I first reached out to an Appalachian chairmaker in about November 2019. It was before this project came about, before the search started in earnest to find chairmakers in the region. Our initial phone conversation discussed the details about an upcoming two-day visit. I struggled to keep up; the chairmaker’s fast talk and dialect were tough to follow over the phone, especially because he did not get strong service in the mountains and our call dropped a few times. My hope for the visit was to observe, listen, learn and, if at all possible, lend a hand. He outlined a schedule and made a few suggestions for our time.
I asked about local lodging, a place to stay after we worked together. He lives in Eastern Kentucky, which is rural, mountainous and remote. He offered me his guest bedroom, a trusting and generous gesture. The next part of the conversation was memorable, despite the poor connection. I reluctantly accepted his offer to stay, saying I’d be happy to find a local hotel so as not to impose.
He replied, “If things go poorly, I’ll just feed you to the pigs….” *
No follow-up. No laughter. I hoped it was due to the poor connection. My wife made sure I left the chairmaker’s address before leaving for the visit, something to assist the authorities, just in case things did not go well.
*I scanned for barns or signs of livestock upon arriving at his property. None. All clear.
Chris Schwarz asked me to share a little about my upcoming book, “Backwoods Chairs.” The original details of how the idea came together are a little fuzzy, though it had to do with our mutual appreciation for the Appalachian chairmaking traditions. The chairs were the spark that ignited this project.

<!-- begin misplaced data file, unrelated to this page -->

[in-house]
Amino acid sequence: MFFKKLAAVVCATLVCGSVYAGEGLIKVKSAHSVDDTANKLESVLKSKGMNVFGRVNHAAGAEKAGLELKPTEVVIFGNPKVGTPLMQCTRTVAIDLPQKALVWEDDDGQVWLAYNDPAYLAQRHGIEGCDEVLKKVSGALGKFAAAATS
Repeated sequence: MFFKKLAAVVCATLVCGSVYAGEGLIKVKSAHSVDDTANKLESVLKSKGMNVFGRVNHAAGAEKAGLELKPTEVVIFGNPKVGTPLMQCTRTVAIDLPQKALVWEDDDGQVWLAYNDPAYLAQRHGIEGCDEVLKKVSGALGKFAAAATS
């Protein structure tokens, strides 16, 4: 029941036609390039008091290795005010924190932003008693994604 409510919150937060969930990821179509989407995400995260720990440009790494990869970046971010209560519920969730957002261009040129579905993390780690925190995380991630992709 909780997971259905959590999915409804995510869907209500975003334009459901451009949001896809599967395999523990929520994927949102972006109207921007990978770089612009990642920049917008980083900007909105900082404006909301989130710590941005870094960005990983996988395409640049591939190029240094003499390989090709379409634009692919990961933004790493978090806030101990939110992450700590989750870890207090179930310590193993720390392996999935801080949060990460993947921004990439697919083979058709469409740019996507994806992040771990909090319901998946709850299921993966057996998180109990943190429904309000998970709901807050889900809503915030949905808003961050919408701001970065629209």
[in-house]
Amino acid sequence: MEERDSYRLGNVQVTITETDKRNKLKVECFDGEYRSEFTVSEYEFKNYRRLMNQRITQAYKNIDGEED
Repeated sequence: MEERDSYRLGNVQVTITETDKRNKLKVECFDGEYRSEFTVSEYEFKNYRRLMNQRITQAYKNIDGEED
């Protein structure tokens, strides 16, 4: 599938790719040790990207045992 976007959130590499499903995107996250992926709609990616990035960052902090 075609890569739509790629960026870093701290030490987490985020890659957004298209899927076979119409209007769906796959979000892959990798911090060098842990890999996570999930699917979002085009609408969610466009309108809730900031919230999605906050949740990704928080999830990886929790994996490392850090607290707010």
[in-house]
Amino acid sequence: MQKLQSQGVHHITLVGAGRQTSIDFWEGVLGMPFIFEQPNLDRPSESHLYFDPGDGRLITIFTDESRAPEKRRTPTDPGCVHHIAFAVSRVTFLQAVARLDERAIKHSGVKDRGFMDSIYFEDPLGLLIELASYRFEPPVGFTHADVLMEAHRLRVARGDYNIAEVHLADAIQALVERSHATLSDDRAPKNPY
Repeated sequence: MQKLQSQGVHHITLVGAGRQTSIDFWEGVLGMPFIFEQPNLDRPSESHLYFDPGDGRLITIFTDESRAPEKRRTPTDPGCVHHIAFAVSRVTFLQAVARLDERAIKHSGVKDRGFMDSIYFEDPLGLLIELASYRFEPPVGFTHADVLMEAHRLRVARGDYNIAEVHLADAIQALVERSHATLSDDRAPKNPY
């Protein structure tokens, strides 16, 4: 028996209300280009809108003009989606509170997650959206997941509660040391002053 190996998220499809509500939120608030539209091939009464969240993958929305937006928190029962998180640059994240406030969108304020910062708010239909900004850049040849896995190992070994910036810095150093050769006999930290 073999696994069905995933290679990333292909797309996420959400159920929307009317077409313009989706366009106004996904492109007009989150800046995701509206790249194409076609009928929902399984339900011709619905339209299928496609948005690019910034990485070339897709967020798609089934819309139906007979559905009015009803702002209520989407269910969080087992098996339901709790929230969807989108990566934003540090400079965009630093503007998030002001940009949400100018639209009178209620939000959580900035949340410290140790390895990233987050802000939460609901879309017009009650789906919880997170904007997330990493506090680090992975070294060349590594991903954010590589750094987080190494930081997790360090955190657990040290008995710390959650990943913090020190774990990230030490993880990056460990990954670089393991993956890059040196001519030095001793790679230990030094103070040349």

In “Backwoods Chairs,” I search for post-and-rung chairmakers still working within central Appalachian traditions due to their historic ties to the region (the chairs also go by the name ladderback, hickory-bottom, common and slat-back). But that search proved challenging. Though there’s a rich tradition, the current field of chairmakers is small and dwindling. The makers have little Internet presence, and there is no central information source, such as a person who knows the makers and their locations. I’ve chased dozens of leads and recall laughter on the other end of the phone line as I ask about traditional chairmakers. “Good luck,” they giggle.
Are there makers still out there? Even the chairmakers ask me that question upon hearing about this book project.
There is an abundance of green woodworking in “Backwoods Chairs,” though it’s not all that. Some makers turn their parts from planks, others split and shave. You will find plenty of handwork and hickory bark, a little history and humor within the pages. There are stories about the makers, pictures of their shops and tools, and emphasis on their techniques and their chairs, along with discussion of their successes and hardships. And plenty of chairmaking romance with a dash of capitalism’s ruthlessness. The book’s final section is a step-by-step build of a couple chairs, created for someone with a home shop and lack of backyard access to a deciduous forest full of oaks and maples.
There is another thing that draws me to this project beyond my love of the chairs. It is an attitude that is incredibly tough to capture: that these chairs are somehow (and mistakenly) the bottom rung of creative woodworking. That they are almost worth looking beyond, to find something more impressive. The Ronald L. Hurst article “Southern Furniture Studies: Where We’ve Been, Where We’re Going,” for the MESDA Journal, catches some of that vibe (emphasis mine):